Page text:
An important point about Africa as a bad environment for humans is that we evolved there. That means that Africa is full of diseases and parasites that have evolved with humans since before there were any homo sapiens, and that tends to make it a very tough environment. Everywhere else, we’re an invasive non-native species that has managed to outrun most of the natural checks on its population growth.
the law of unintended consequences is inviolable.
@Roger Moore: Mrs. Cole! Mrs. Cole! John’s hogging the puppies again!
Or that’s what Roger says, anyway.
I took the DDT comment as snark, but just for fun, everything you ever wanted to know about DDT toxicity and carcinogenicity in humans.
And also, too, one of my favorite Superfund sites, the Palos Verdes Shelf.
@Amir Khalid: RE: the weak mosquito nets. When I first read the article my thought was the nets were being sewn end to end to make them larger. And that might be true. The nets might also be sewn back to back to make them double or triple thick to be able to stop larger animals.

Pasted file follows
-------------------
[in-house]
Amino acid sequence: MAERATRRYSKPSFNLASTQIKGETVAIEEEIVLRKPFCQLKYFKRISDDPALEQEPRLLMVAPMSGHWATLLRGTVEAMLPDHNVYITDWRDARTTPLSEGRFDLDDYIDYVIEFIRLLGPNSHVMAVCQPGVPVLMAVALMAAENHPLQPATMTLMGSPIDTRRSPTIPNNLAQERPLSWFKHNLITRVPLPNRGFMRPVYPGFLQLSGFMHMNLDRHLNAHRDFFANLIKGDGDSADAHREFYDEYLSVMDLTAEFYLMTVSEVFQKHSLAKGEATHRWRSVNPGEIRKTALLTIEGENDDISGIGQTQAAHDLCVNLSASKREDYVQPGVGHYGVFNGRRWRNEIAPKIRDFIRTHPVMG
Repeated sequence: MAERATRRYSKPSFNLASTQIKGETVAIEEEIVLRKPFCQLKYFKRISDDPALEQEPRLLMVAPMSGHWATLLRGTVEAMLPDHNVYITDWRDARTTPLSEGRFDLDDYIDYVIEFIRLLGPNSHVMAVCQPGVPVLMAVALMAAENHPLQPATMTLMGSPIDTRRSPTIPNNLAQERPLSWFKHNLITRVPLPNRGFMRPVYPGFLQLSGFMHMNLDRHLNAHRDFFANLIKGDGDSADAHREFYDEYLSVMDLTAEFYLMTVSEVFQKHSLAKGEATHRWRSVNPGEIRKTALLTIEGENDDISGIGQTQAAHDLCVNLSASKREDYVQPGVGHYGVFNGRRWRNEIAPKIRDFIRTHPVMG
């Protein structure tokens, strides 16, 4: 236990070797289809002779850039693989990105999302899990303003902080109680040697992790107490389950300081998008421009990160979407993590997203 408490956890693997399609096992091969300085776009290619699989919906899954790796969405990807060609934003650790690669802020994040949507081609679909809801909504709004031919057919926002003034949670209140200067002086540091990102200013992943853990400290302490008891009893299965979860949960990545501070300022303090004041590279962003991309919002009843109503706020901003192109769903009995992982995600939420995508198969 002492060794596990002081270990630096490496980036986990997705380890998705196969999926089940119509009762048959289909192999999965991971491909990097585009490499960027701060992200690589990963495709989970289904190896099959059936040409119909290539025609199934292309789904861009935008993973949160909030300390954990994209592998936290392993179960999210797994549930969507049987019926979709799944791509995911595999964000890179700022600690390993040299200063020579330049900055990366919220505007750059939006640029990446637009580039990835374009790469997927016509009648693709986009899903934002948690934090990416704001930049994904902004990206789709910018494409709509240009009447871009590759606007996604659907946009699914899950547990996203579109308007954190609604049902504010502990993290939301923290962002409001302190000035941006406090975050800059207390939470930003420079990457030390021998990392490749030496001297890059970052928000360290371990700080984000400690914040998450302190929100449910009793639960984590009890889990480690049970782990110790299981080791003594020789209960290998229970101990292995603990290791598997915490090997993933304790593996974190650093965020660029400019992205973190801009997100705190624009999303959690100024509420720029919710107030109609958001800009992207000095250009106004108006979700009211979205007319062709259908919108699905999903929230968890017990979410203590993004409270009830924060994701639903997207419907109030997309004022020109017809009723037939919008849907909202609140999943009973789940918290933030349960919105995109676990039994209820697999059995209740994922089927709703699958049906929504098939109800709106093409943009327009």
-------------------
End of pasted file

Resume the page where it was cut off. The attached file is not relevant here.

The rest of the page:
J R in WV
This situation is enough to drive a grown man to tears! And not happy ones, either…
Talk about dammed if you do and dammed if you don’t. Starve or die from Malaria, or perhaps the daily double, both.
And there is resistance to vaccination, so that polio (etc, etc) lurks in tiny poor corners, waiting to emerge to the first world, where kids no longer routinely get vaccinated against a disease long gone from these prosperous parts.
That Superfund site is a good read too. PCBs and DDT lying on the ocean floor, probably lasting forever, hard to reach and process… amazing cluster fuck!!
Very cool link. Thanks for posting.